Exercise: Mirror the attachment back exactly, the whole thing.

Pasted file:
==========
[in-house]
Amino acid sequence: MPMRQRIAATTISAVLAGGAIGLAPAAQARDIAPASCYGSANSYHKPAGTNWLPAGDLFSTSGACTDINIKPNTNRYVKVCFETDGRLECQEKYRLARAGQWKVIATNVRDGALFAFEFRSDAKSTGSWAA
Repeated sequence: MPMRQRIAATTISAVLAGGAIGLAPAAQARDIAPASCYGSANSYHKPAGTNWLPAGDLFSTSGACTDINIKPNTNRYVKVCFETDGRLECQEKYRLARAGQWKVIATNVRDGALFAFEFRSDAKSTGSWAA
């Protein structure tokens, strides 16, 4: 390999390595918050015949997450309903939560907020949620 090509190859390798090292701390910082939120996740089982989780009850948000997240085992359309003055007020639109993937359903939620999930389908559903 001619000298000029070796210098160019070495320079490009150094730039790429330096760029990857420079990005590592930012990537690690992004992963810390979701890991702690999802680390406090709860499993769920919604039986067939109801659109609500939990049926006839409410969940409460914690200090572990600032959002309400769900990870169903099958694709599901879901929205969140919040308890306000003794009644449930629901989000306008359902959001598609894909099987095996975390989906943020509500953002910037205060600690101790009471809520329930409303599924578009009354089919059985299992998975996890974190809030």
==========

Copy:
[in-house]
Amino acid sequence: MPMRQRIAATTISAVLAGGAIGLAPAAQARDIAPASCYGSANSYHKPAGTNWLPAGDLFSTSGACTDINIKPNTNRYVKVCFETDGRLECQEKYRLARAGQWKVIATNVRDGALFAFEFRSDAKSTGSWAA
Repeated sequence: MPMRQRIAATTISAVLAGGAIGLAPAAQARDIAPASCYGSANSYHKPAGTNWLPAGDLFSTSGACTDINIKPNTNRYVKVCFETDGRLECQEKYRLARAGQWKVIATNVRDGALFAFEFRSDAKSTGSWAA
């Protein structure tokens, strides 16, 4: 390999390595918050015949997450309903939560907020949620 090509190859390798090292701390910082939120996740089982989780009850948000997240085992359309003055007020639109993937359903939620999930389908559903 001619000298000029070796210098160019070495320079490009150094730039790429330096760029990857420079990005590592930012990537690690992004992963810390979701890991702690999802680390406090709860499993769920919604039986067939109801659109609500939990049926006839409410969940409460914690200090572990600032959002309400769900990870169903099958694709599901879901929205969140919040308890306000003794009644449930629901989000306008359902959001598609894909099987095996975390989906943020509500953002910037205060600690101790009471809520329930409303599924578009009354089919059985299992998975996890974190809030």